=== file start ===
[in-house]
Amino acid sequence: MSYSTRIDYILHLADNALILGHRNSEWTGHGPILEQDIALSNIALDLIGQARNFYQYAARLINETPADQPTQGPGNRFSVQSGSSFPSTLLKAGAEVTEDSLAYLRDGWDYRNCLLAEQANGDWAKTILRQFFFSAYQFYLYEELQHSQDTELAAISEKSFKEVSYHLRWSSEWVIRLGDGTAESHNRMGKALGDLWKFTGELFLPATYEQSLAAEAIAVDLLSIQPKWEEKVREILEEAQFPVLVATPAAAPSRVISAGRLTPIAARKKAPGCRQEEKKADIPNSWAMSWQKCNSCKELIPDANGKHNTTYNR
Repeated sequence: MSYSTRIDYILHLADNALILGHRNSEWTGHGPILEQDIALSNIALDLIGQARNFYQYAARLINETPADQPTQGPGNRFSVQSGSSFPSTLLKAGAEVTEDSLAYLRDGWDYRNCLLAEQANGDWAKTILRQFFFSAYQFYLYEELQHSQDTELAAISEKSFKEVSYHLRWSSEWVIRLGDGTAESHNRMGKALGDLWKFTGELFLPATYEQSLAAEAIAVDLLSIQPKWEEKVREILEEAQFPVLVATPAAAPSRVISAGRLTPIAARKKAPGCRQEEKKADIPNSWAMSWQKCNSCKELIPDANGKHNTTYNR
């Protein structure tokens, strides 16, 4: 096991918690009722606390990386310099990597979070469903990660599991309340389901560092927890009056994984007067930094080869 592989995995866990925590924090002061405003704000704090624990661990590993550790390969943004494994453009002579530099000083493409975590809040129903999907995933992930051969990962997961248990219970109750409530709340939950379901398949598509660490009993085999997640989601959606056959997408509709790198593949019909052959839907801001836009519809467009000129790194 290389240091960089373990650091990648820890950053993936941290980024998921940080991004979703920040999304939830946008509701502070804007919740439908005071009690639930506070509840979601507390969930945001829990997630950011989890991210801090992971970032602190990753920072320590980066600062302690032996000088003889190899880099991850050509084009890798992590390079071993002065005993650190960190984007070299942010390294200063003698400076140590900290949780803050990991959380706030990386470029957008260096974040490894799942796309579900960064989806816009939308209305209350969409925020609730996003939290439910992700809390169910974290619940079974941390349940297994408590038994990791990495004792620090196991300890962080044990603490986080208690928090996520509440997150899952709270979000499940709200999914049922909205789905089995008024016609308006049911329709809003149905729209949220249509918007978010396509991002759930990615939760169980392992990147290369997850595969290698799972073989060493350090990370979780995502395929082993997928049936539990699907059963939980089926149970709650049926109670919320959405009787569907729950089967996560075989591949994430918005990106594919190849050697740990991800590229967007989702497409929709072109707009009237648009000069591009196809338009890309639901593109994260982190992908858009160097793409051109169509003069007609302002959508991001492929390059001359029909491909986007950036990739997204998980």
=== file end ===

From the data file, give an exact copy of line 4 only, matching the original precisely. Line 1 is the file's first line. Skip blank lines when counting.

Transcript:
């Protein structure tokens, strides 16, 4: 096991918690009722606390990386310099990597979070469903990660599991309340389901560092927890009056994984007067930094080869 592989995995866990925590924090002061405003704000704090624990661990590993550790390969943004494994453009002579530099000083493409975590809040129903999907995933992930051969990962997961248990219970109750409530709340939950379901398949598509660490009993085999997640989601959606056959997408509709790198593949019909052959839907801001836009519809467009000129790194 290389240091960089373990650091990648820890950053993936941290980024998921940080991004979703920040999304939830946008509701502070804007919740439908005071009690639930506070509840979601507390969930945001829990997630950011989890991210801090992971970032602190990753920072320590980066600062302690032996000088003889190899880099991850050509084009890798992590390079071993002065005993650190960190984007070299942010390294200063003698400076140590900290949780803050990991959380706030990386470029957008260096974040490894799942796309579900960064989806816009939308209305209350969409925020609730996003939290439910992700809390169910974290619940079974941390349940297994408590038994990791990495004792620090196991300890962080044990603490986080208690928090996520509440997150899952709270979000499940709200999914049922909205789905089995008024016609308006049911329709809003149905729209949220249509918007978010396509991002759930990615939760169980392992990147290369997850595969290698799972073989060493350090990370979780995502395929082993997928049936539990699907059963939980089926149970709650049926109670919320959405009787569907729950089967996560075989591949994430918005990106594919190849050697740990991800590229967007989702497409929709072109707009009237648009000069591009196809338009890309639901593109994260982190992908858009160097793409051109169509003069007609302002959508991001492929390059001359029909491909986007950036990739997204998980």